Spatial Evolution of Prosopis Invasion and its Effects on LULC and Livelihoods in Baringo, Kenya

Mbaabu, Purity Rima; Ng, Wai-Tim; Schaffner, Urs; Gichaba, Maina; Olago, Daniel; Choge, Simon; Oriaso, Silas; Eckert, Sandra (2019). Spatial Evolution of Prosopis Invasion and its Effects on LULC and Livelihoods in Baringo, Kenya. Remote sensing, 11(10), p. 1217. Molecular Diversity Preservation International MDPI 10.3390/rs11101217

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Woody alien plant species have been deliberately introduced globally in many arid and
semi-arid regions, as they can provide services and goods to the rural poor. However, some of these alien trees and shrubs have become invasive over time, with important impacts on biodiversity, ecosystem services, and human well-being. Prosopis was introduced in Baringo County, Kenya, in the 1980s, but since then, it has spread rapidly from the original plantations to new areas. To assess land-use and land-cover (LULC) changes and dynamics in Baringo, we used a combination of dry and wet season Landsat satellite data acquired over a seven-year time interval between 1988–2016, and performed a supervised Random Forest classification. For each time interval, we calculated the extent of Prosopis invasion, rates of spread, gains and losses of specific LULC classes, and the relative importance of Prosopis invasion on LULC changes. The overall accuracy and kappa coefficients of the LULC classifications ranged between 98.1–98.5% and 0.93–0.96, respectively. We found that Prosopis coverage increased from 882 ha in 1988 to 18,792 ha in 2016. The highest negative changes in LULC classes were found for grasslands (−6252 ha; −86%), irrigated cropland (−849 ha; −57%), Vachellia tortilis-dominated vegetation (−3602 ha; −42%), and rainfed cropland (−1432 ha; −37%). Prosopis invasion alone directly accounted for over 30% of these negative changes, suggesting that Prosopis invasion is a key driver of the observed LULC changes in Baringo County. Although the management of Prosopis by utilization has been promoted in Baringo for 10–15 years, the spread of Prosopis has not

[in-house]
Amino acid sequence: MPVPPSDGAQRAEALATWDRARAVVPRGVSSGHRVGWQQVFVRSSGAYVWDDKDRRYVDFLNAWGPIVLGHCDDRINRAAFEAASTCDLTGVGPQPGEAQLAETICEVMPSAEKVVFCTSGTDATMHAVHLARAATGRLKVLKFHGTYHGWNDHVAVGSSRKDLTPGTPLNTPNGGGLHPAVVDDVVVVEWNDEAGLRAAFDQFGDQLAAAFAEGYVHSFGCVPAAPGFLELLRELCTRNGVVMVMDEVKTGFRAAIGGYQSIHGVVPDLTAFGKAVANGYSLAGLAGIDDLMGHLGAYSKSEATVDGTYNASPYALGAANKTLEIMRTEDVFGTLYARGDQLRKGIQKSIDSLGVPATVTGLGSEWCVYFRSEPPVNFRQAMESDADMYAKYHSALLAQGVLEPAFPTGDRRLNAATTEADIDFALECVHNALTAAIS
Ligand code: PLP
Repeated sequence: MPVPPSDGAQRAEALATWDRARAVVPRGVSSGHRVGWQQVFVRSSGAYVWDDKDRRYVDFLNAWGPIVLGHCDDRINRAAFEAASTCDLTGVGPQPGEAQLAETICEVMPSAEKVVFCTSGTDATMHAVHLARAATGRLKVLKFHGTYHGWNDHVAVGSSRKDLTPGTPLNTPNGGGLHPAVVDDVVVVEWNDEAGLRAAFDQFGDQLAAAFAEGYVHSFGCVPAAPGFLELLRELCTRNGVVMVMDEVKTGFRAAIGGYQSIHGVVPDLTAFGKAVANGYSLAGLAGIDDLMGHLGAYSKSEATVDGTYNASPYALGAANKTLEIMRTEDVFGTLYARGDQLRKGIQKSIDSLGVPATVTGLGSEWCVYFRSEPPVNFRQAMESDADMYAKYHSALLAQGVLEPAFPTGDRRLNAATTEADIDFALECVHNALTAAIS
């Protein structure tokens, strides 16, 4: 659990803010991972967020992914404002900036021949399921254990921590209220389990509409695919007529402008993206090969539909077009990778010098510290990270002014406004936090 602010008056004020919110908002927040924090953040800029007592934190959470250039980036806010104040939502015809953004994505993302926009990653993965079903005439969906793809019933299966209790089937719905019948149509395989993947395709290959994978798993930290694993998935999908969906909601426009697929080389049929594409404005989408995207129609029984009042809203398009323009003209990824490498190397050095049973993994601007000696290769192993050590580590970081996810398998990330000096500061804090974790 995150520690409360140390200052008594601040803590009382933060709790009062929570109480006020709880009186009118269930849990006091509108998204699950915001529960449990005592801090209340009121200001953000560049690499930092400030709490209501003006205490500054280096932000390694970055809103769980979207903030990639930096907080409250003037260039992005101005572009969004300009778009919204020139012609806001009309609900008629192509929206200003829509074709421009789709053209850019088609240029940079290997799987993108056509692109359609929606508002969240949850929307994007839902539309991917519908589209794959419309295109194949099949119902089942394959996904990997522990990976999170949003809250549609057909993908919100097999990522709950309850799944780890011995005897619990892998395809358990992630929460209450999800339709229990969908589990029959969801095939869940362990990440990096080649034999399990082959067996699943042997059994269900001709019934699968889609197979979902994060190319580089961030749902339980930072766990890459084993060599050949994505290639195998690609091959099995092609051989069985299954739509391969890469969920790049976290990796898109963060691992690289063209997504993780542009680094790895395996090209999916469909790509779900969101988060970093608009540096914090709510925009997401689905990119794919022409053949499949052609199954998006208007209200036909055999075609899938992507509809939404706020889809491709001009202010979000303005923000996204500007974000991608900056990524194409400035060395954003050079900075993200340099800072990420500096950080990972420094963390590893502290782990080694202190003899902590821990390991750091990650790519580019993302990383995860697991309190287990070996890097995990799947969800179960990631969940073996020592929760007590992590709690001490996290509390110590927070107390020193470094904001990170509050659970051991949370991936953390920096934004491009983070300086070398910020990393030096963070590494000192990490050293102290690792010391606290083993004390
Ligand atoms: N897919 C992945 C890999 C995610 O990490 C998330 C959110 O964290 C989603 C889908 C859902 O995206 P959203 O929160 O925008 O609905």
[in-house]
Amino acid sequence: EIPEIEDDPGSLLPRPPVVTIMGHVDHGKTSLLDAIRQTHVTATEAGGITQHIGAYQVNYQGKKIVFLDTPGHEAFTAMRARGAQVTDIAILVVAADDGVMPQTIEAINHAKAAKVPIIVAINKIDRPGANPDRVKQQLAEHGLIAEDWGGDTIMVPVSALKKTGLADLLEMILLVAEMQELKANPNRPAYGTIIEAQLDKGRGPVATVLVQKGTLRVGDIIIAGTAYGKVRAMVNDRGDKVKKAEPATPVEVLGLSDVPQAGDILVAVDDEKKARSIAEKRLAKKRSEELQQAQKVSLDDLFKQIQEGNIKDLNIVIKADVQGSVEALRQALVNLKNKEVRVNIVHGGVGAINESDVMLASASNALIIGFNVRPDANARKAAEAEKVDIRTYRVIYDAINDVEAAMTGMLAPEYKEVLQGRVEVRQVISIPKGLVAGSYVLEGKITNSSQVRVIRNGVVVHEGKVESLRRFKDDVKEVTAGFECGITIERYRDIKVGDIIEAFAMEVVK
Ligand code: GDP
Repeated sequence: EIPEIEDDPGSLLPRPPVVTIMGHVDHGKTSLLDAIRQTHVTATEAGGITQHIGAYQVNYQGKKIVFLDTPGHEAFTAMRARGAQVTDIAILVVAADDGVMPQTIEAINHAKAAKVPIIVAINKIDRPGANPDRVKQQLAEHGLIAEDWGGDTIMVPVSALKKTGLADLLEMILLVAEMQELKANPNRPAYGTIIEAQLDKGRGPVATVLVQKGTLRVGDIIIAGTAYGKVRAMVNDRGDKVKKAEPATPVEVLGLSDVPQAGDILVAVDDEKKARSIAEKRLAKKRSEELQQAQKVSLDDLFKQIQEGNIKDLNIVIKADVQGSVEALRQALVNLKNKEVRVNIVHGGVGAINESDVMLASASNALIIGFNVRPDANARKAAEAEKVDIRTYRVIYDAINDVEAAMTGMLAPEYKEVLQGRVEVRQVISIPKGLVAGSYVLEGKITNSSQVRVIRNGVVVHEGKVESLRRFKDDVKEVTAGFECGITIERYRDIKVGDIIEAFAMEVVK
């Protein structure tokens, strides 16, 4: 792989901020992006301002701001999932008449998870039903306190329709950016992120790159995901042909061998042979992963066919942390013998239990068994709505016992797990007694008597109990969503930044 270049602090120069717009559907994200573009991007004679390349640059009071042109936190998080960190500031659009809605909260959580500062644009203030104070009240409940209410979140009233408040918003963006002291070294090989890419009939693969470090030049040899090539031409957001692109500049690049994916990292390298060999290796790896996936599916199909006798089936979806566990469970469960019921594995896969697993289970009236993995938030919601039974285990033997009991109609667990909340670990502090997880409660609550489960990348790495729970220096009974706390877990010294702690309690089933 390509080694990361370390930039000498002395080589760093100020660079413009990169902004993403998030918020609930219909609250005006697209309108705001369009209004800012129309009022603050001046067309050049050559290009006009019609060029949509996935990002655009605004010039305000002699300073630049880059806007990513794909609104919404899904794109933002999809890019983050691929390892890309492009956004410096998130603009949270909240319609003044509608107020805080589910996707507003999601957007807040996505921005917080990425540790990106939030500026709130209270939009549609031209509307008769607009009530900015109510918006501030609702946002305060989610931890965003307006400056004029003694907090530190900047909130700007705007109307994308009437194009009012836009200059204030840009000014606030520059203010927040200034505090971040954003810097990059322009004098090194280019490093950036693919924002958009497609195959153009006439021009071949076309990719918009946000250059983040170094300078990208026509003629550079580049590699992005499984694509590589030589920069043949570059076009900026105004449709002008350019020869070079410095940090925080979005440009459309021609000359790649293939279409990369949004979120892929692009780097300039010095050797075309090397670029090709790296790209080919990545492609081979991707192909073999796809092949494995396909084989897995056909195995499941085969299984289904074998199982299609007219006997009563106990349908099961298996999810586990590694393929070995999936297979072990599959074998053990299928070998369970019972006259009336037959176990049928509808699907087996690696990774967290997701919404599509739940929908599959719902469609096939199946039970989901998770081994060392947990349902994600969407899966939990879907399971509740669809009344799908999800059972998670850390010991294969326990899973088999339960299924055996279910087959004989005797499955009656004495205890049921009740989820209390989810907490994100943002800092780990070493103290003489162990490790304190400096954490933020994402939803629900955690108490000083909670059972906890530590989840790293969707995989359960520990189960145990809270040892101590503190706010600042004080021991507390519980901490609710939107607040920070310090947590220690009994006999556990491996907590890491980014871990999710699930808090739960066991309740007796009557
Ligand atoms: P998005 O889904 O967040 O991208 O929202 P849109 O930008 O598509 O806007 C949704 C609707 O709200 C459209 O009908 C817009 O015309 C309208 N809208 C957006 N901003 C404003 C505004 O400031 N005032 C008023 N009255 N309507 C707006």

stopped or slowed down. This suggests that Prosopis management in Baringo and other invaded areas in East Africa needs to be based on a more integrated approach.

Item Type:

Journal Article (Original Article)


10 Strategic Research Centers > Centre for Development and Environment (CDE)

UniBE Contributor:

Eckert, Sandra


900 History > 910 Geography & travel




Molecular Diversity Preservation International MDPI


[411] Woody invasive alien species in East Africa
[803] Cluster: Land Resources




Stephan Schmidt

Date Deposited:

25 Jul 2019 16:31

Last Modified:

05 Dec 2022 15:28

Publisher DOI:





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